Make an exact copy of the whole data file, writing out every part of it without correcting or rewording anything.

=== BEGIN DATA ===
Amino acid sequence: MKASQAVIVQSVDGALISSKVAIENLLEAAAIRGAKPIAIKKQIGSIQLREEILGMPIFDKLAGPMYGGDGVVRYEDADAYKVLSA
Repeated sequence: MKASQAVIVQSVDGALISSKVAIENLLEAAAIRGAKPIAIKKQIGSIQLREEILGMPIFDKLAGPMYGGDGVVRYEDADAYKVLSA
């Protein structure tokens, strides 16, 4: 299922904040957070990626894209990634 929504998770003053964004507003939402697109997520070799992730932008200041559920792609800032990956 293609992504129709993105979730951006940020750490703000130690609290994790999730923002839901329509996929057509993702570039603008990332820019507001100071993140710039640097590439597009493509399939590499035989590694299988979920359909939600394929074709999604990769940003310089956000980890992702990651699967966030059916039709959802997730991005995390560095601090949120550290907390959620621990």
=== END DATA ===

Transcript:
Amino acid sequence: MKASQAVIVQSVDGALISSKVAIENLLEAAAIRGAKPIAIKKQIGSIQLREEILGMPIFDKLAGPMYGGDGVVRYEDADAYKVLSA
Repeated sequence: MKASQAVIVQSVDGALISSKVAIENLLEAAAIRGAKPIAIKKQIGSIQLREEILGMPIFDKLAGPMYGGDGVVRYEDADAYKVLSA
């Protein structure tokens, strides 16, 4: 299922904040957070990626894209990634 929504998770003053964004507003939402697109997520070799992730932008200041559920792609800032990956 293609992504129709993105979730951006940020750490703000130690609290994790999730923002839901329509996929057509993702570039603008990332820019507001100071993140710039640097590439597009493509399939590499035989590694299988979920359909939600394929074709999604990769940003310089956000980890992702990651699967966030059916039709959802997730991005995390560095601090949120550290907390959620621990």